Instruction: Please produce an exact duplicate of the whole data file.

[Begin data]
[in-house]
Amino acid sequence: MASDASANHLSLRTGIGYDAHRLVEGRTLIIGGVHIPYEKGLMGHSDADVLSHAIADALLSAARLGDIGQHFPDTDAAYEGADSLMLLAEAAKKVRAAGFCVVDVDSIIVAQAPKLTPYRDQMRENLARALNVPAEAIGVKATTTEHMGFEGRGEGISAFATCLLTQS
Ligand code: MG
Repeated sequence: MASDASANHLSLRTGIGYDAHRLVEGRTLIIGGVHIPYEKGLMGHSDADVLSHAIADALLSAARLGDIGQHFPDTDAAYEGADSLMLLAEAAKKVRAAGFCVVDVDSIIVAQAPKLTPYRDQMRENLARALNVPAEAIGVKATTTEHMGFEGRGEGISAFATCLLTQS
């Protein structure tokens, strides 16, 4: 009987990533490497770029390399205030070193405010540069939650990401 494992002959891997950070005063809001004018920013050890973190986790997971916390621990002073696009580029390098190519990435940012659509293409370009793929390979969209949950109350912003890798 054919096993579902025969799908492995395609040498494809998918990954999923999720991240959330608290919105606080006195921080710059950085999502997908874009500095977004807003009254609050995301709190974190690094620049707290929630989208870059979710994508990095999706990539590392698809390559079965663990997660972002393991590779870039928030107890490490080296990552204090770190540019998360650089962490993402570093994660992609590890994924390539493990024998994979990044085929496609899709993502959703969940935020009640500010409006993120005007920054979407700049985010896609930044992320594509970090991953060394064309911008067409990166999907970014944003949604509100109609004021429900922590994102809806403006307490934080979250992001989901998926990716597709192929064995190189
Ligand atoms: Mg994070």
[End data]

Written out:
[in-house]
Amino acid sequence: MASDASANHLSLRTGIGYDAHRLVEGRTLIIGGVHIPYEKGLMGHSDADVLSHAIADALLSAARLGDIGQHFPDTDAAYEGADSLMLLAEAAKKVRAAGFCVVDVDSIIVAQAPKLTPYRDQMRENLARALNVPAEAIGVKATTTEHMGFEGRGEGISAFATCLLTQS
Ligand code: MG
Repeated sequence: MASDASANHLSLRTGIGYDAHRLVEGRTLIIGGVHIPYEKGLMGHSDADVLSHAIADALLSAARLGDIGQHFPDTDAAYEGADSLMLLAEAAKKVRAAGFCVVDVDSIIVAQAPKLTPYRDQMRENLARALNVPAEAIGVKATTTEHMGFEGRGEGISAFATCLLTQS
């Protein structure tokens, strides 16, 4: 009987990533490497770029390399205030070193405010540069939650990401 494992002959891997950070005063809001004018920013050890973190986790997971916390621990002073696009580029390098190519990435940012659509293409370009793929390979969209949950109350912003890798 054919096993579902025969799908492995395609040498494809998918990954999923999720991240959330608290919105606080006195921080710059950085999502997908874009500095977004807003009254609050995301709190974190690094620049707290929630989208870059979710994508990095999706990539590392698809390559079965663990997660972002393991590779870039928030107890490490080296990552204090770190540019998360650089962490993402570093994660992609590890994924390539493990024998994979990044085929496609899709993502959703969940935020009640500010409006993120005007920054979407700049985010896609930044992320594509970090991953060394064309911008067409990166999907970014944003949604509100109609004021429900922590994102809806403006307490934080979250992001989901998926990716597709192929064995190189
Ligand atoms: Mg994070």